Henry V Act II, Scene 2 Summary and Analysis
by William Shakespeare

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Act II, Scene 2 Summary and Analysis

New Characters:
Earl of Cambridge, Lord Scroop, Sir Thomas Grey: English nobles, but traitors to the crown

Earl of Westmoreland: English noble

Duke of Bedford: Henry’s brother

Now in Southampton, we see Exeter, Bedford, and Westmore-land, Henry’s three most trusted advisors, discussing a plot involving three other advisors, the Earl of Cambridge, Lord Scroop, and Sir Thomas Grey, whom the French have paid to spy on Henry. As the scene unfolds, however, we find that the king, too, is suspicious of the conspirators and has prepared writs of impeachment for treason.

Henry soon enters, together with Cambridge, Scroop, and Grey. The king asks their advice in deciding the fate of a man who, while drunk, voiced an insult against him. He says he is inclined to be lenient, but the three unanimously argue the opposite. Henry thereupon hands them each a writ disclosing their plot and exposing them as traitors.

Unmasked, the three admit their wrongs and plead for mercy, but to no avail. Henry says that they, by urging the maximum penalty a moment before, have condemned themselves out of their own mouths:

The mercy that was quick in us but late
By your own counsel is suppressed and killed.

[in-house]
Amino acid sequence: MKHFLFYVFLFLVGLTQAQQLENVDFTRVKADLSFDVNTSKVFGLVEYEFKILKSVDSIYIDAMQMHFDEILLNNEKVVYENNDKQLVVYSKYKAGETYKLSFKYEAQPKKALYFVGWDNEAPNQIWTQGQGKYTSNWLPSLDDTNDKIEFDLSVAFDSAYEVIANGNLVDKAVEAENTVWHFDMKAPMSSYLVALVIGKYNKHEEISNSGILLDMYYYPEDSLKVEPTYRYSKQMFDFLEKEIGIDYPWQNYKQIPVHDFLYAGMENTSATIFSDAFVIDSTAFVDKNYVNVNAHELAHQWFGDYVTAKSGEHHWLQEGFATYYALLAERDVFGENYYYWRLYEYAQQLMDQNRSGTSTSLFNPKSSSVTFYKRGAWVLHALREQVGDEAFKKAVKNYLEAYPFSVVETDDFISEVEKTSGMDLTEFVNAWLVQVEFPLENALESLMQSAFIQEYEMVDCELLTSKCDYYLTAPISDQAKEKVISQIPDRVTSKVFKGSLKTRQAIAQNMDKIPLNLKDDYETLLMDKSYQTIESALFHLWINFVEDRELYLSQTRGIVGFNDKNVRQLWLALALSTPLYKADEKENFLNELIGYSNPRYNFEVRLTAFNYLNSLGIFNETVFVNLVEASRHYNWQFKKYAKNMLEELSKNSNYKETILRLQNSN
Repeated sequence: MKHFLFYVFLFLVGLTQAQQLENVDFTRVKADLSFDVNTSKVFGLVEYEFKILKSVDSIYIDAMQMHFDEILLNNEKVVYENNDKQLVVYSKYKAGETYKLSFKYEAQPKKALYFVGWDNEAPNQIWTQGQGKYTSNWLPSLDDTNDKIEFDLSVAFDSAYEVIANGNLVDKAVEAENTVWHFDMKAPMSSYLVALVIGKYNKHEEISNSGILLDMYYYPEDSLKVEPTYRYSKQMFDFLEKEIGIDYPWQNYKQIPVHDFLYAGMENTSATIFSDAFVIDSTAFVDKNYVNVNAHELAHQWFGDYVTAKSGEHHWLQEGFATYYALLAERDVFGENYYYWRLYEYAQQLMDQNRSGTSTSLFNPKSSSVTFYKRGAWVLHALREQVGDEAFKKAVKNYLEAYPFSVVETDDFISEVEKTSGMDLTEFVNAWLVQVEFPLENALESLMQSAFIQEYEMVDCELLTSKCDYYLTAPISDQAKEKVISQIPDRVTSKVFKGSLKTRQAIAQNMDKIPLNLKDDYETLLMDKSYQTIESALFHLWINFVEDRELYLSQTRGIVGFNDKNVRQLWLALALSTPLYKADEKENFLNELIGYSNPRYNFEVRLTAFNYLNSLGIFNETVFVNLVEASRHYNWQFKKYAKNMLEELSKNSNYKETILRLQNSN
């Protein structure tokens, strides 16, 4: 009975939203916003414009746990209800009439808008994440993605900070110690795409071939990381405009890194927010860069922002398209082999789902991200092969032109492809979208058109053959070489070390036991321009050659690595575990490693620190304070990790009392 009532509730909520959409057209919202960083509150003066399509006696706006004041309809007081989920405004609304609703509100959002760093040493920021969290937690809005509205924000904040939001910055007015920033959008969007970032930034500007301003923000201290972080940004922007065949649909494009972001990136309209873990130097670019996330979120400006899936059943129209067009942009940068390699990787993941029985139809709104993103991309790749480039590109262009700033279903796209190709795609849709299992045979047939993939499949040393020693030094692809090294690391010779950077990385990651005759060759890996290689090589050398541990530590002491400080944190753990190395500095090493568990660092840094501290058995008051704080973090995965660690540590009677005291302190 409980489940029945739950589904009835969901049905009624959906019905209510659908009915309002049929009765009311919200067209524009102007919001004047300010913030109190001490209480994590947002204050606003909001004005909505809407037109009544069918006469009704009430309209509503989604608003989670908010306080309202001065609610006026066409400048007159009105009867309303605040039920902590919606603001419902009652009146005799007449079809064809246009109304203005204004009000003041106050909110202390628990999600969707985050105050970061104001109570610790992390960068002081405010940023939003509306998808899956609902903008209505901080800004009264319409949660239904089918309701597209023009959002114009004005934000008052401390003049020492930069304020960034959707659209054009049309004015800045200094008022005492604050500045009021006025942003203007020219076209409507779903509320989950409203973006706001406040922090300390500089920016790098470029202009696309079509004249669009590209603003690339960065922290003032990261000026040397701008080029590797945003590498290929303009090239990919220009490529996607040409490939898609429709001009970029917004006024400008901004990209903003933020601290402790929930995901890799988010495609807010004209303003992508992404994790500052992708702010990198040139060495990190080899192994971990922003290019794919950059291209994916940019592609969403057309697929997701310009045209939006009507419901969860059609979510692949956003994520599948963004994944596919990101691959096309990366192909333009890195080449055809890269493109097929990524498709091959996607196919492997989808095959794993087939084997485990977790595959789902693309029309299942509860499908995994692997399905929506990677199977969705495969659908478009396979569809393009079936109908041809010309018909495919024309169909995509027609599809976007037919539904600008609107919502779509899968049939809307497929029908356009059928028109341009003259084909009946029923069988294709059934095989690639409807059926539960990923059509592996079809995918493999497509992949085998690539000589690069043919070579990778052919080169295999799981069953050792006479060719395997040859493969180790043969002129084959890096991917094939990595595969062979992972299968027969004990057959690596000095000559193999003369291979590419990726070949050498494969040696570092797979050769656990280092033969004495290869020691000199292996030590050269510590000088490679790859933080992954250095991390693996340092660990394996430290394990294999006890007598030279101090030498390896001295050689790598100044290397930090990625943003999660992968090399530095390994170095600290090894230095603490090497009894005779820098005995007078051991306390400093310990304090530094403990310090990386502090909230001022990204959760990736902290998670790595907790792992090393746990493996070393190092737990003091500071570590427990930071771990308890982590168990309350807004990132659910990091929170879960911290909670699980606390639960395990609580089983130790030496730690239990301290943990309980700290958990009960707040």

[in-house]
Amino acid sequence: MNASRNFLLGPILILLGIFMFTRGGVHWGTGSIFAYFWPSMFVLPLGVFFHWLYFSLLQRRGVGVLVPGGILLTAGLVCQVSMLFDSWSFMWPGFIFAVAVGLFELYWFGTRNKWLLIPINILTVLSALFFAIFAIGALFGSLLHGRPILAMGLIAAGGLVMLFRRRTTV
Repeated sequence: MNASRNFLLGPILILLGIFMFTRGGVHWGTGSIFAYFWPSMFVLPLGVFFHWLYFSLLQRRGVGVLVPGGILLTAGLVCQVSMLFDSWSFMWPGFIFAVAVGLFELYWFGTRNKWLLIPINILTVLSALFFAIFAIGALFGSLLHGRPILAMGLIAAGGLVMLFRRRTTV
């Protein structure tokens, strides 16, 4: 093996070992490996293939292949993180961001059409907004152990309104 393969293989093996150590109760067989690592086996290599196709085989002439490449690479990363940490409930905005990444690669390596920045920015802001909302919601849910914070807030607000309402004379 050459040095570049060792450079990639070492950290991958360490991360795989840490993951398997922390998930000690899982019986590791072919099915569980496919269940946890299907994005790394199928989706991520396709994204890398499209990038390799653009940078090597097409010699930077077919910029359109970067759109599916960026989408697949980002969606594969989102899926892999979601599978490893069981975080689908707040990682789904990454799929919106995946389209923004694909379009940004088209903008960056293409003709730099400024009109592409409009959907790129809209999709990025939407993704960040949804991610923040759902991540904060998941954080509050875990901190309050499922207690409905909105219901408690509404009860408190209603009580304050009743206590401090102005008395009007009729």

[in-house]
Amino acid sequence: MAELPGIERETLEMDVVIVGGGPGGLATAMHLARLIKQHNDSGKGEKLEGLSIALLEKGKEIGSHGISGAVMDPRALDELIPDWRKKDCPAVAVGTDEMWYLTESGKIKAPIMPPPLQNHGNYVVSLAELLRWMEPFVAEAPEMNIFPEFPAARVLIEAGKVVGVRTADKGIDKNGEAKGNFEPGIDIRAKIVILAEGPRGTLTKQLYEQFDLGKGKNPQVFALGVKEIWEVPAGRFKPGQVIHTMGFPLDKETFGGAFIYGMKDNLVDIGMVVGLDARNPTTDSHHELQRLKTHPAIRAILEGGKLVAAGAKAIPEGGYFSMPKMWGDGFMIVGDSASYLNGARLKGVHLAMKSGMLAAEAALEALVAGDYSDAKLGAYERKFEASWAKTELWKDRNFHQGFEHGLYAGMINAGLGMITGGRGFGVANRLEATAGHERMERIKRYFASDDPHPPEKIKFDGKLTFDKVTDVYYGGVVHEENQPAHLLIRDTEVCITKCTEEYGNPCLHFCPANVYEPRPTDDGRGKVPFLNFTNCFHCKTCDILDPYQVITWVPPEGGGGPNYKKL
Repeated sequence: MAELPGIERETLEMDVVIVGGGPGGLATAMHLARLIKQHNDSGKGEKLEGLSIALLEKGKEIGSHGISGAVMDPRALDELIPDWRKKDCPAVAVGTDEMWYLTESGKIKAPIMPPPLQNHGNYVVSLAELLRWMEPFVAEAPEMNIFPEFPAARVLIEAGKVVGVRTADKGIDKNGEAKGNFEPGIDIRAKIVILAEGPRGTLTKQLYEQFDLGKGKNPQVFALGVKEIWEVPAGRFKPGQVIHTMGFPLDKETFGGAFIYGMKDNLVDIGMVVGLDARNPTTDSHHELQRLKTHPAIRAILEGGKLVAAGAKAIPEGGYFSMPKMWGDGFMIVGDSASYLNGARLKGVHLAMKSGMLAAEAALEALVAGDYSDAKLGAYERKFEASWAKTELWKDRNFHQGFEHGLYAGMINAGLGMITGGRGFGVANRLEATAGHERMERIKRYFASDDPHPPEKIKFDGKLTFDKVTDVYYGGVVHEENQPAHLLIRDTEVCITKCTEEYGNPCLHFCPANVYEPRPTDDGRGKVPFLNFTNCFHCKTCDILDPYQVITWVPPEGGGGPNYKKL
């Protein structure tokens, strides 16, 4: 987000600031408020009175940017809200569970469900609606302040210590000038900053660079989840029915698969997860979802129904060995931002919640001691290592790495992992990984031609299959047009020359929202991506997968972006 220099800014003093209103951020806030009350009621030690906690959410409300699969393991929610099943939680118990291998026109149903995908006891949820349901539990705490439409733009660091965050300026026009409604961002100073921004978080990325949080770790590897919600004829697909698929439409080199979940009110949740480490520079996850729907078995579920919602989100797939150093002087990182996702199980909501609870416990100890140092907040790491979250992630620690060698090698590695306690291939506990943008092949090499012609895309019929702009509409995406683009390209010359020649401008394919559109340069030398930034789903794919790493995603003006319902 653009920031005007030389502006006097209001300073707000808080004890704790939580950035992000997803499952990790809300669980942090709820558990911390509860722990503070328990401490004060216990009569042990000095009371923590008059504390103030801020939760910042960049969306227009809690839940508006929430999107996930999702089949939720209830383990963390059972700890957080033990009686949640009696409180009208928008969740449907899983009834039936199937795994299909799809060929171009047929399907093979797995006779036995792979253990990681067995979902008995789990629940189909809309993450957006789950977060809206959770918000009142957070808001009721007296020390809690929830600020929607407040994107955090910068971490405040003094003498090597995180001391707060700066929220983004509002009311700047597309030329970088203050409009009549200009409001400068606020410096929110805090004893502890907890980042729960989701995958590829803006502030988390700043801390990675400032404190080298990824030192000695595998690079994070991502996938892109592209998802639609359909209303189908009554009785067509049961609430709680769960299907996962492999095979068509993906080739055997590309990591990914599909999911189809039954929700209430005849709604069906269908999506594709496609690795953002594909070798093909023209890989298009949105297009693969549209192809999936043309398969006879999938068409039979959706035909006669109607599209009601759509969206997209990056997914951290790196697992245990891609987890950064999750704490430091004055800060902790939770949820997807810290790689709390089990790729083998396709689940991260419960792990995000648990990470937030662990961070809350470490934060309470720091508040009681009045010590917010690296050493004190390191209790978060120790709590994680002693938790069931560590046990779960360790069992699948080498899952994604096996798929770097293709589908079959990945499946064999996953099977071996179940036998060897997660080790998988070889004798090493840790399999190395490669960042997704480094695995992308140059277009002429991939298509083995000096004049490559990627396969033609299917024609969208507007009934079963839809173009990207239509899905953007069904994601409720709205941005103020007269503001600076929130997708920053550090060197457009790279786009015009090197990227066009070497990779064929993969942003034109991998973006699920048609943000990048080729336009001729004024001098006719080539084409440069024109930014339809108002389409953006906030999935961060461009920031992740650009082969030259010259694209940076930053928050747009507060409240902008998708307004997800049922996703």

By saying “I will weep for thee,” he orders them to their death and then returns immediately to his primary concern, preparations for war.

This scene illuminates some of the play’s most important underlying issues, beginning with that of Henry’s character. The standard critical interpretation of Henry V says that it is Shakespeare’s anthem to the legendary warrior-king of Agincourt, and that Henry himself is a model of the ideal Christian ruler. To such critics, this scene exemplifies his balance of mercy (in pardoning the man who insulted him) and justice (condemning enemies of England), as well as his wisdom in letting the guilty parties decide their own fate.

As mentioned above, however, other critics find Henry’s motives less noble, arguing that because he already knows of the plot, he may be simply playing a cat-and-mouse game with the three men in this scene. Rather than forthrightly accusing them, he hands them the papers that lay bare their plot, and then, when they pale at the revelation, he seems to taunt them:

What see you in those papers, that your lose
So much complexion?—Why, look you, how they change,
Their cheeks are paper!

As for the story of the drunken man, skeptics would see more manipulation than wisdom in it, interpreting this contrivance as a means of entrapment.

Henry’s admirers also point to the self-control he demonstrates here—an ability to rise above his own feelings when required to do so by his kingly duties. In a highly personal passage he tells the three:

I will weep for thee;
For this revolt of thine methinks is like
Another fall of man.

And at the time of sentencing he forswears a personal motive:

Touching our person, seek we no revenge,
But we our kingdom’s safety must so tender,
Whose ruin you [have] sought, that to her laws
We do deliver you. Get you therefore hence,

(The entire section is 789 words.)